- And how does the rest of the world perceive the obligation to make energy as clean as possible?

- It is evident in Europe - there is unanimity in Europe in the transition to some kind of new energy. But the world's largest consumer of energy resources - China - also announced that it is switching to completely new economics and energy principles, and by 2050 it will completely ban internal combustion engines. That is, much less oil may be required. India, following China, is going to do the same. Africa is still lagging behind, but I think that this trend will continue to be observed and strengthened in the developing world.

- Is hydrogen energy just a fashionable topic, or does it really have a future?

- I think there is a very serious future. And the talk is now not just about the fact that someday there will be hydrogen energy. We see very specific projects. For example, the conversion of large-capacity trucks to hydrogen fuel - not to liquefied natural gas, as planned, but to hydrogen fuel cells. Trains, planes - models are already starting to fly on hydrogen fuel. That is, the problem there is not in the safety of using hydrogen in engines, but in the cost of these projects. But we see that due to technological breakthroughs, the cost price is continually decreasing. So sooner or later, this will be the road that Europe and the whole world will follow.


- It is already obvious that the bypass gas pipelines Northern and Turkish streams have not justified economically. In your opinion, how and when will their construction end?

- I would not say that they were not justified economically, because these projects had two tasks. The first task - a geopolitical one - to punish Ukraine by bypassing it from the north and south, it completely failed, since a transit agreement between Gazprom and Ukraine was signed. Everything seems to be in order there for the remaining four years. And the second task - the economic one - was to transfer money, expenses for the construction of such colossal gas pipelines (one must also take into account the corridor from the Yamal Peninsula, which went to the Baltic and the Black Sea) from Gazprom's investment program into the pockets of private contractors who built these are non-commercial gas pipelines. This task has already been completed. Even for Nord Stream 2, all the money has already been spent. The Russian population received little, if anything, from this. That is, the money has been transferred to the right pockets.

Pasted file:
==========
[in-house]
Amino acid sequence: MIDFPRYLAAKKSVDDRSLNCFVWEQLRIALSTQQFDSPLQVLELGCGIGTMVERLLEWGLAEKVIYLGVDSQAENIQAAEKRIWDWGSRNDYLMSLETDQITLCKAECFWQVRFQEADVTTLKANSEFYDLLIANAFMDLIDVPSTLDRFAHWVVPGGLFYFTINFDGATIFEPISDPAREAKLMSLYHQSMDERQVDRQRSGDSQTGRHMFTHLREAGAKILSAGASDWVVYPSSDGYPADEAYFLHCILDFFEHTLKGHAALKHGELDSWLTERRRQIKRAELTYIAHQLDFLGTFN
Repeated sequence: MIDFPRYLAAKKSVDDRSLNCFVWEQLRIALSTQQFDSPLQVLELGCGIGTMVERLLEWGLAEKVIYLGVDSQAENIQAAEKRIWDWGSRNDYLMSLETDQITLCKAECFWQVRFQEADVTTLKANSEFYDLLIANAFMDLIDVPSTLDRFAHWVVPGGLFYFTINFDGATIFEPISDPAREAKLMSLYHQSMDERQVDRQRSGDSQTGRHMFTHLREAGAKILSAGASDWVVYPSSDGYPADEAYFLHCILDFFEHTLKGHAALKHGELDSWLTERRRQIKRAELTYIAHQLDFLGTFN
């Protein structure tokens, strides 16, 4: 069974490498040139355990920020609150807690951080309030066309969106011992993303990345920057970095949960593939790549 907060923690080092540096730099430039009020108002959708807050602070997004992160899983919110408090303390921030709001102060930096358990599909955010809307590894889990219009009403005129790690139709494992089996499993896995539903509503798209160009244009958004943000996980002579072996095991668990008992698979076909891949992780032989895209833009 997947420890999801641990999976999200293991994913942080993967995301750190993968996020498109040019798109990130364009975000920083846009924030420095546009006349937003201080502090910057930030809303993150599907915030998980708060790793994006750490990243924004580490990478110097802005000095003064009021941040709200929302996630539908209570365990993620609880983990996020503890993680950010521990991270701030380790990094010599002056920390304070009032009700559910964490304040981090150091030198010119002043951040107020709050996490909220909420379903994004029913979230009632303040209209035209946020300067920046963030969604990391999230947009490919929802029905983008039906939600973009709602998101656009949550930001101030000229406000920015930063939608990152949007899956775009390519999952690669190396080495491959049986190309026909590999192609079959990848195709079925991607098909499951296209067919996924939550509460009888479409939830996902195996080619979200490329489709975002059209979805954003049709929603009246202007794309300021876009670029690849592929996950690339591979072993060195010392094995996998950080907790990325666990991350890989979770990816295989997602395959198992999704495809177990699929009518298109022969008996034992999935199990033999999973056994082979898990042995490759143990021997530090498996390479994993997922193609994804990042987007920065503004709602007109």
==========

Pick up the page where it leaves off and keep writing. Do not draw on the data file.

- In connection with Turkish Stream, there was news that Serbia expects to receive Russian gas as early as December 29-30 this year. Are these plans feasible?

- Yes, quite realizable. The completed section is not the Turkish Stream, but the Bulgarian pipe called the Balkan Stream. Its builders are diligently showing the European regulator and the Americans that this is not a continuation of the Turkish Stream, but an independent pipe that will receive gas from Russia and Azerbaijan, possibly, gas from Turkey through a new bridge that is now being built ... That is, it will be, as they say, a completely new piece of infrastructure. In fact, Gazprom has reserved all the capacity for the transition from Turkish to Bulgarian territory. It will be the same monopoly of Gazprom that is being revolted in Europe and the United States. The compressor station on the border with Serbia was recently actually ready, because the American company that supplied the compressors delayed it, because it was afraid of sanctions, and then supplied the compressors, turbines and everything is already there. I think that they can fulfil their obligations and start transferring gas to Serbia.

In Serbia, Gazprom financed and built a bridge across Serbia to Hungary. Now let's see how these messages will correspond to reality. But the volumes are small.

- The United States is taking an adamant stance against Nord Stream 2. They say that the gas pipeline will never work as a result of the sanctions imposed by them. If this does happen, what will physically happen to the pipe? Can you explain please.

We see that the Fortuna barge is now sailing at sea, which is apparently laying part of the Nord Stream 2 at a depth at which American sanctions are allowed to operate. It is 100 feet deep, up to 30 meters. But the section where the depth is deeper, most likely, Denmark will not allow work there, since the operations for laying the pipe according to American laws. According to the law that will still be adopted in December, these works cannot be certified. It is impossible to ensure these operations. It is impossible to provide technical support. So there is a huge chance that the pipe will not be completed. There will be a piece that cannot be paved due to US sanctions. If there is no pipe for pumping gas, this means that everything has gone to waste. That is, this pipe cannot be used anywhere else.

There were fantastic assumptions that a branch could be made from the pipe and gas supplied to Kaliningrad, but this is also a frivolous project, because it in no way justifies the construction of this route. It will be buried.

- Physically, what will happen to the pipe if gas is not pumped through it?